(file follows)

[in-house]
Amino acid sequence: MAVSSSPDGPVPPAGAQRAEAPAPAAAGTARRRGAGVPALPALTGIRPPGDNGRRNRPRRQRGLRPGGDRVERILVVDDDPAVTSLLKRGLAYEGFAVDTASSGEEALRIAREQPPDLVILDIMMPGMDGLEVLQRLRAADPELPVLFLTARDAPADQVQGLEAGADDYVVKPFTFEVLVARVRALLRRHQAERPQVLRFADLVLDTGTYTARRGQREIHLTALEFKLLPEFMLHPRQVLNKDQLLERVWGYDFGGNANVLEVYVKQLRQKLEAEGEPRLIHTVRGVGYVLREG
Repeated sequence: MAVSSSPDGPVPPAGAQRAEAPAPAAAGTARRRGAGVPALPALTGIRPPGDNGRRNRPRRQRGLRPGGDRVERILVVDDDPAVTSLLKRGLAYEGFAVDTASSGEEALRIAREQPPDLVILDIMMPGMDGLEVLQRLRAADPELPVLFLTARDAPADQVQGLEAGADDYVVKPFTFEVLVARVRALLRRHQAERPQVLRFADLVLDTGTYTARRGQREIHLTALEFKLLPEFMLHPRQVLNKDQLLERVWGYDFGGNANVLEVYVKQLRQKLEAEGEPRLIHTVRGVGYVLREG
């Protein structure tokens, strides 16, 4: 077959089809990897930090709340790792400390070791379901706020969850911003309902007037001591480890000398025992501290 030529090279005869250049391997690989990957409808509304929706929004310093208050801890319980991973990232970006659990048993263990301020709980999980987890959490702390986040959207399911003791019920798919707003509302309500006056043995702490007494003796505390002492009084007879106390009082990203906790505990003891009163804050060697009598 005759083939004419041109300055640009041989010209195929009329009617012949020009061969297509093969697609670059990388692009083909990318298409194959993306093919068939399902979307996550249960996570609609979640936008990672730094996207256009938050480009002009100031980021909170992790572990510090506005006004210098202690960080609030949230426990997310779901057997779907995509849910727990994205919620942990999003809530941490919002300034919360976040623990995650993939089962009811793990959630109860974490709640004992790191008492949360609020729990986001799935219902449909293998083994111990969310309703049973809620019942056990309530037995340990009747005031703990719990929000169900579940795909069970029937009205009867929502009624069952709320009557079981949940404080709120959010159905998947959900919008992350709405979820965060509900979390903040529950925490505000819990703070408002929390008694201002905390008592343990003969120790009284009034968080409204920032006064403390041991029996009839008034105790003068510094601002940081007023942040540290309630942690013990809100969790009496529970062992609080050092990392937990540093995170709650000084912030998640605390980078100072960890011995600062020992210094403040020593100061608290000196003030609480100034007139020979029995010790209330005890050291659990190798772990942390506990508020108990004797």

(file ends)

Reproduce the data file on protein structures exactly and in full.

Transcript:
[in-house]
Amino acid sequence: MAVSSSPDGPVPPAGAQRAEAPAPAAAGTARRRGAGVPALPALTGIRPPGDNGRRNRPRRQRGLRPGGDRVERILVVDDDPAVTSLLKRGLAYEGFAVDTASSGEEALRIAREQPPDLVILDIMMPGMDGLEVLQRLRAADPELPVLFLTARDAPADQVQGLEAGADDYVVKPFTFEVLVARVRALLRRHQAERPQVLRFADLVLDTGTYTARRGQREIHLTALEFKLLPEFMLHPRQVLNKDQLLERVWGYDFGGNANVLEVYVKQLRQKLEAEGEPRLIHTVRGVGYVLREG
Repeated sequence: MAVSSSPDGPVPPAGAQRAEAPAPAAAGTARRRGAGVPALPALTGIRPPGDNGRRNRPRRQRGLRPGGDRVERILVVDDDPAVTSLLKRGLAYEGFAVDTASSGEEALRIAREQPPDLVILDIMMPGMDGLEVLQRLRAADPELPVLFLTARDAPADQVQGLEAGADDYVVKPFTFEVLVARVRALLRRHQAERPQVLRFADLVLDTGTYTARRGQREIHLTALEFKLLPEFMLHPRQVLNKDQLLERVWGYDFGGNANVLEVYVKQLRQKLEAEGEPRLIHTVRGVGYVLREG
């Protein structure tokens, strides 16, 4: 077959089809990897930090709340790792400390070791379901706020969850911003309902007037001591480890000398025992501290 030529090279005869250049391997690989990957409808509304929706929004310093208050801890319980991973990232970006659990048993263990301020709980999980987890959490702390986040959207399911003791019920798919707003509302309500006056043995702490007494003796505390002492009084007879106390009082990203906790505990003891009163804050060697009598 005759083939004419041109300055640009041989010209195929009329009617012949020009061969297509093969697609670059990388692009083909990318298409194959993306093919068939399902979307996550249960996570609609979640936008990672730094996207256009938050480009002009100031980021909170992790572990510090506005006004210098202690960080609030949230426990997310779901057997779907995509849910727990994205919620942990999003809530941490919002300034919360976040623990995650993939089962009811793990959630109860974490709640004992790191008492949360609020729990986001799935219902449909293998083994111990969310309703049973809620019942056990309530037995340990009747005031703990719990929000169900579940795909069970029937009205009867929502009624069952709320009557079981949940404080709120959010159905998947959900919008992350709405979820965060509900979390903040529950925490505000819990703070408002929390008694201002905390008592343990003969120790009284009034968080409204920032006064403390041991029996009839008034105790003068510094601002940081007023942040540290309630942690013990809100969790009496529970062992609080050092990392937990540093995170709650000084912030998640605390980078100072960890011995600062020992210094403040020593100061608290000196003030609480100034007139020979029995010790209330005890050291659990190798772990942390506990508020108990004797």